CDP predicts that companies could incur up to $120 billion in supply chain environmental risk costs from 2021 to 2026.

Likewise, Christoph Schiller, a finance professor at Arizona State University, in a 2021 paper he co-authored, states that instances of climate shocks exceeding expectations could lead to customer attrition rates of up to 11% for suppliers. The pervasive influence of climate change extends beyond primary disruptions but also causes indirect disruptions, causing additional consequences such as migrating workforce or infrastructure requiring modifications and upgrades to adapt to new environmental challenges. The United Nations Development Program's forecast of over $2 trillion in productivity losses by 2030 due to workplace disruptions induced by climate change paints a somber picture of the toll it can take on global economies.

Furthermore, no sector is completely safe from the impacts of climate change.

“Whether you’re in the agricultural sector or the forestry sector, or in the tech sector, there is really no particular sector that is immune from climate change,” says Christy Slay, Senior Director of Science and Research Applications at The Sustainability Consortium.

While an organization might possess only a few assets directly, its operations often hinge on extensive supply chains interconnected with numerous assets, encompassing factories, power plants, and office structures. Consequently, all entities within this intricate supply network collectively bear the vulnerabilities associated with potential harm to these assets.

Many governments and regulatory bodies are also increasingly focusing on climate-related regulations and reporting requirements.

For instance, ESG regulations have witnessed 155% increase in the last decade!

Organizations that do not address climate risks in their supply chains may face regulatory challenges such as non-compliance penalties and legal sanctions. Emerging environmental regulations are also poised to reshape the operational landscape of many companies. For example, new rules issued by the International Maritime Organization (IMO), the United Nations' governing body for global shipping regulations, carry substantial repercussions. These regulations are anticipated to profoundly impact the service configuration of container lines and could reverberate through production location decisions that form the foundational structure of worldwide supply chains.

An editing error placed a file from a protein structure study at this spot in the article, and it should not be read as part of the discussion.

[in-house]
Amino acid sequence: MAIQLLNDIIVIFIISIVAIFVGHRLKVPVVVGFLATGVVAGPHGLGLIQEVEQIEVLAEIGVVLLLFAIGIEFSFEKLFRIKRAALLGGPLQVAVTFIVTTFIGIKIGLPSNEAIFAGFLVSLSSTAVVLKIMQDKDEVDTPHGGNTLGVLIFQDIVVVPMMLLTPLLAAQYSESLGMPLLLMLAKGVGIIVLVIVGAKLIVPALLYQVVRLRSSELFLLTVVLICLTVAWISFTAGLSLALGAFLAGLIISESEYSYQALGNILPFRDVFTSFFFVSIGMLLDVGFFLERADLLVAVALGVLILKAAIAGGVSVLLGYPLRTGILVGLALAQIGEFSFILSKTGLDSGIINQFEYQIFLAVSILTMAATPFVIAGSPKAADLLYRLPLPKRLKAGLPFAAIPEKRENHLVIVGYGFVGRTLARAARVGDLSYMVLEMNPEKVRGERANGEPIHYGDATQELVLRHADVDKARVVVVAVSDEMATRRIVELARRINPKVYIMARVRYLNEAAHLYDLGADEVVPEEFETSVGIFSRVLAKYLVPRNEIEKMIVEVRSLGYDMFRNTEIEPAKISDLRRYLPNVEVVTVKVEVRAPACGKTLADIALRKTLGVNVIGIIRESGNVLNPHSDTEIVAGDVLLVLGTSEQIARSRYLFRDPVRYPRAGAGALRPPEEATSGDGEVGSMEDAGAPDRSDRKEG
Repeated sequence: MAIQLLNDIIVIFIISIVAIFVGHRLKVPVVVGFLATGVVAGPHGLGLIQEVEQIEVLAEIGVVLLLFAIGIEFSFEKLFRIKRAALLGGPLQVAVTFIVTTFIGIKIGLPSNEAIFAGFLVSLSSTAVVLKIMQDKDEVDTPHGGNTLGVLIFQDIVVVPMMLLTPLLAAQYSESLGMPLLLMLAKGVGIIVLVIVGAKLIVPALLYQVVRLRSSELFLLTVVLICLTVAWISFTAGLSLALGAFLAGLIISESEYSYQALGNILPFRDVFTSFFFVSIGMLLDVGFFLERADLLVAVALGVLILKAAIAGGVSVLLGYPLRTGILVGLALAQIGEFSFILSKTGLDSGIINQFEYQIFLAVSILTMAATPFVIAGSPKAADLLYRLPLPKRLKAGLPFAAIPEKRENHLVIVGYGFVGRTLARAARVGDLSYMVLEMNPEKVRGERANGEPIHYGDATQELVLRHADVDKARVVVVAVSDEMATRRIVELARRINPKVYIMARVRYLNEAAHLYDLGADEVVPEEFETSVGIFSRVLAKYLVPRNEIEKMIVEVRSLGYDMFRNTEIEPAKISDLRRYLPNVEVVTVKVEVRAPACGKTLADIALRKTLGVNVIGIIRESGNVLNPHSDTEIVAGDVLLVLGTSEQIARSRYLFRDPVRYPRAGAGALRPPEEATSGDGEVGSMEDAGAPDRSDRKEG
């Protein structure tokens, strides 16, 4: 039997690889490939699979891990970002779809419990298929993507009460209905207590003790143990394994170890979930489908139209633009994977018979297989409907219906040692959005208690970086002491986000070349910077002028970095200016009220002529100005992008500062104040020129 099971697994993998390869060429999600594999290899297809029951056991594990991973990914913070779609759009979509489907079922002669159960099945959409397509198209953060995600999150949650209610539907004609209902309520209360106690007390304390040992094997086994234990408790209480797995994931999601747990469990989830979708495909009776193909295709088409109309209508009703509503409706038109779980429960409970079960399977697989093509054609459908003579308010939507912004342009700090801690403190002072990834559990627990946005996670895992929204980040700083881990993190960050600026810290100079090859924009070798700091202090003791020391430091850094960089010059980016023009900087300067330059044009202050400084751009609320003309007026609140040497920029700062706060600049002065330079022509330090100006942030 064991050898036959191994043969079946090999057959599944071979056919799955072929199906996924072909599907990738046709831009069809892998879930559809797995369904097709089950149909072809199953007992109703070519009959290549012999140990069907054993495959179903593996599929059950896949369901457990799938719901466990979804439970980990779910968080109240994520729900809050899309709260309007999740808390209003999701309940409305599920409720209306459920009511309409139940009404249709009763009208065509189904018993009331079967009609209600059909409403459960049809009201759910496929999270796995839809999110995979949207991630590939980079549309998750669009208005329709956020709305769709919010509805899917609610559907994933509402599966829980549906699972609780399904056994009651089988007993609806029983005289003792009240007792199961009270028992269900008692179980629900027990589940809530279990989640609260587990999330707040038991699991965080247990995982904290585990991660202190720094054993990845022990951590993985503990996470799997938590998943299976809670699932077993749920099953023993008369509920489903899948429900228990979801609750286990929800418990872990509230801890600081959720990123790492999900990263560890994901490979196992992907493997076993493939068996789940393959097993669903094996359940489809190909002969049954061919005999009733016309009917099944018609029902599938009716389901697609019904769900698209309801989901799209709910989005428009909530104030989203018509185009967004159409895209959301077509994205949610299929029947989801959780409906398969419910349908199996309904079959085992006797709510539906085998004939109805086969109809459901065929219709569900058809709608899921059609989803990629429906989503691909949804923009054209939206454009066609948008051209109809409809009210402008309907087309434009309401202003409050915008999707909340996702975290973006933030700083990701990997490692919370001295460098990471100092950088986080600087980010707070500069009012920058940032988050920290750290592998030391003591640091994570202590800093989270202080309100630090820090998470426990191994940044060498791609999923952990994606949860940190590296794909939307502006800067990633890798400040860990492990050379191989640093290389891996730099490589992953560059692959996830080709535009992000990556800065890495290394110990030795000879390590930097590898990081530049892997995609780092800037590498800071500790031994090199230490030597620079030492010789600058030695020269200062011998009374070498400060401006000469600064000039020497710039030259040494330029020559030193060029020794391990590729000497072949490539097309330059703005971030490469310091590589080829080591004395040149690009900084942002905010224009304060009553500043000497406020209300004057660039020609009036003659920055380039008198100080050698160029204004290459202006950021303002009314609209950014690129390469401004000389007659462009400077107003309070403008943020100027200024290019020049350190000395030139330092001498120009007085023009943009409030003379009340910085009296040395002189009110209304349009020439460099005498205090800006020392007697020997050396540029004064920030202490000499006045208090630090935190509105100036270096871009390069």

In addition, investors, shareholders, customers, and other stakeholders are also placing growing importance on ESG factors. Organizations that do not address supply chain climate risks may face pressure from investors and other stakeholders, potentially impacting their access to capital and market valuation.

How can Climate Intelligence help?

Amidst this backdrop of increasing climate volatility, the concept of Climate Intelligence (CI) has emerged as a pivotal tool to fortify supply chain resilience. By assimilating climate data, predictive analytics, and risk assessments, companies can navigate the complex interplay between climate change and supply chain dynamics, enabling them to anticipate disruptions and implement proactive strategies. Satellite data and AI especially can enhance Climate Intelligence by providing real-time environmental monitoring and predictive modeling, allowing companies to make informed decisions to safeguard their supply chains from climate-related disruptions.

Some of the notable benefits of climate intelligence in this regard are:

1. Risk Assessment and Management

Climate intelligence involves the meticulous monitoring and analysis of climate-related risks, encompassing extreme weather events like hurricanes, floods, and droughts, as well as longer-term shifts such as sea level rise and temperature changes, helping organizations achieve a comprehensive understanding of potential vulnerabilities along their supply chains. Geospatial analytics powered by Artificial Intelligence and data visualization tools enable businesses to obtain specific visual representations, facilitating insights into potential risk hotspots. This allows for informed real-time decision-making and enables the formulating of appropriate business continuity plans to safeguard operations.